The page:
Connie Briscoe, best-selling author of such favorites as Sisters & Lovers and A Long Way from Home, is at it again! This time, she’s gifted us with a surprising and welcomed nonfiction addition to her many novels centering Black women. Stepping Out is an eye-catching book for lovers of style and of beautiful Black people! A visual love letter to uber stylish Black folks over the age of fifty, it might be the perfect gift for the fashion icon in your life. Or you might gift it to yourself as a bright and bold source of inspiration to complement your dedicated wardrobe space!
We caught up with Briscoe, who graciously took the time away from working on a deadline for her next book, to answer a few questions.
Fashion over fifty is a refreshing concept! What propelled you to capture stylish Black people over this age?
So many Black people over fifty are posting spectacular, stylish images of themselves on social media. I thought they deserved to be featured in a book. It’s as if they’ve arrived at a point in their lives where they no longer care or worry about what others think and can dress however they please. Black people have always been at the forefront when it comes to expressing creativity and originality in fashion. I think it’s a way of commanding attention and respect in a society where this is too often missing. That's why we love bold colors, unexpected twists, and big, statement jewelry. This can be especially striking when the wearer is older.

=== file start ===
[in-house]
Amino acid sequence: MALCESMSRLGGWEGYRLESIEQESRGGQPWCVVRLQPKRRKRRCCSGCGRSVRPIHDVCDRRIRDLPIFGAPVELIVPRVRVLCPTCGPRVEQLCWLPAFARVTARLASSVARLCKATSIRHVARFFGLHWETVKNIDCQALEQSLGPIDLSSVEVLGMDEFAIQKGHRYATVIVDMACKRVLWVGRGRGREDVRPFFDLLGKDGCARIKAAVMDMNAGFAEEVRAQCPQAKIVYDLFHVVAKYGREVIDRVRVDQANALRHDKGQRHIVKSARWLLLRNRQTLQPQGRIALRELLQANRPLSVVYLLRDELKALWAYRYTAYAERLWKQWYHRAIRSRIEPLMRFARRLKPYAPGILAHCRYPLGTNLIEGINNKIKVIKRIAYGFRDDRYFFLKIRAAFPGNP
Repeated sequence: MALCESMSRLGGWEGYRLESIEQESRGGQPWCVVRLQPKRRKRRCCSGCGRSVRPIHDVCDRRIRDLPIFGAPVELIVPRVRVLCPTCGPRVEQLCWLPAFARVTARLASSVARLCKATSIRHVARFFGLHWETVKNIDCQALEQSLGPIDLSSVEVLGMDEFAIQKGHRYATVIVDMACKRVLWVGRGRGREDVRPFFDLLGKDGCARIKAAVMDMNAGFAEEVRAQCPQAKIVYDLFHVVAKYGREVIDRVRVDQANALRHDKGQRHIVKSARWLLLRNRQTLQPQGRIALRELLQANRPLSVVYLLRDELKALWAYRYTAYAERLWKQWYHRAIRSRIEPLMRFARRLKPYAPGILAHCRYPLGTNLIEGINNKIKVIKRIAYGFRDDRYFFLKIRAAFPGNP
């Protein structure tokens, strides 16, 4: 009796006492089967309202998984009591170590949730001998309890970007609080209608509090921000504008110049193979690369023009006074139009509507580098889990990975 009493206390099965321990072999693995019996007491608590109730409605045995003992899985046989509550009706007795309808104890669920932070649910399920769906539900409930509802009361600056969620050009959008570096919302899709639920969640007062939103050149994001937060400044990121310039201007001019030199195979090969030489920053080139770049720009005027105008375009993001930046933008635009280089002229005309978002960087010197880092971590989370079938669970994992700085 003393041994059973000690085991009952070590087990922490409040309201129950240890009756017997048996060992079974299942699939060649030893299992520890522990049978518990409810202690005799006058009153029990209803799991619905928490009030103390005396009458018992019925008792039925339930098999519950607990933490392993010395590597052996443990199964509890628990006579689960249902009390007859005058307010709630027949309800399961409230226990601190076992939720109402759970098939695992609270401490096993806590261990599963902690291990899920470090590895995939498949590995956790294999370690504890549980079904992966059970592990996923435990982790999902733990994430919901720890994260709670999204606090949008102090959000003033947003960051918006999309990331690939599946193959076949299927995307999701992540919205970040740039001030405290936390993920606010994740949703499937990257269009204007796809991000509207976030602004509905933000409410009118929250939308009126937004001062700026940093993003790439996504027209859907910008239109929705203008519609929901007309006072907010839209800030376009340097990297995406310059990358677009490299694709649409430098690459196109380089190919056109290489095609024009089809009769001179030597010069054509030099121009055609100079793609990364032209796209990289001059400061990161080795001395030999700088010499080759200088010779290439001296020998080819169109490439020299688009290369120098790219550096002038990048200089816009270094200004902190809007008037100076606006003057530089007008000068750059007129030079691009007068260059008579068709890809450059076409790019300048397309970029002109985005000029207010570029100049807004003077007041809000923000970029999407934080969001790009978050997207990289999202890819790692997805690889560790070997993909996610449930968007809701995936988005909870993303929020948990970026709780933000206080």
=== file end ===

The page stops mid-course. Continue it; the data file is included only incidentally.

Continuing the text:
So many Black people over fifty are posting spectacular, stylish images of themselves on social media. I thought they deserved to be featured in a book. It’s as if they’ve arrived at a point in their lives where they no longer care or worry about what others think and can dress however they please.
Stepping out features an array of gorgeous, covet-worthy attire adorned by celebrities and non-celebrities alike. It includes equally stunning hair styles. Did you always know that you would highlight hair in this book?
Yes. I don’t see how you can talk about style among Black people and not include hair. It is and has been a core part of our identities when it comes to style, and we often use hair as a way of expressing our creativity and individuality. Things really became interesting in the 1960s and 70s when the Afro took off. And later with locs. I love the freedom and ability we have to mix it up when it comes to hair. One day we’re rocking a natural look, the next day we go straight.
Some of the fashion influences you showcase are historical, why were they important to include?
I find it interesting and worth knowing how far back Black designers go. They have influenced fashion trends since before the Civil War. Abraham Lincoln’s wife Mary Todd Lincoln and other Washington women wore dresses designed by Elizabeth Keckley, a popular Black dressmaker at the time. The celebrated wedding gown that Jackie Kennedy Onassis wore when she married John Kennedy was created by Black fashion designer Ann Lowe. Hip-hop style has had an immeasurable impact on current fashion choices. Yet not many people are aware of these influences.
Don’t be afraid to get creative and express your individuality. Also don’t worry so much about whether something you like is ‘age appropriate.’ If it looks good on you and you feel comfortable wearing it, go for it.
What fashion advice do you have for Sisters from AARP readers?
Don’t be afraid to get creative and express your individuality. Also don’t worry so much about whether something you like is “age appropriate.” If it looks good on you and you feel comfortable wearing it, go for it.
How would you describe your style?
Although I admire other stylish dressers, I don’t know that I have a notable style. It is constantly evolving.
Interview has been lightly edited.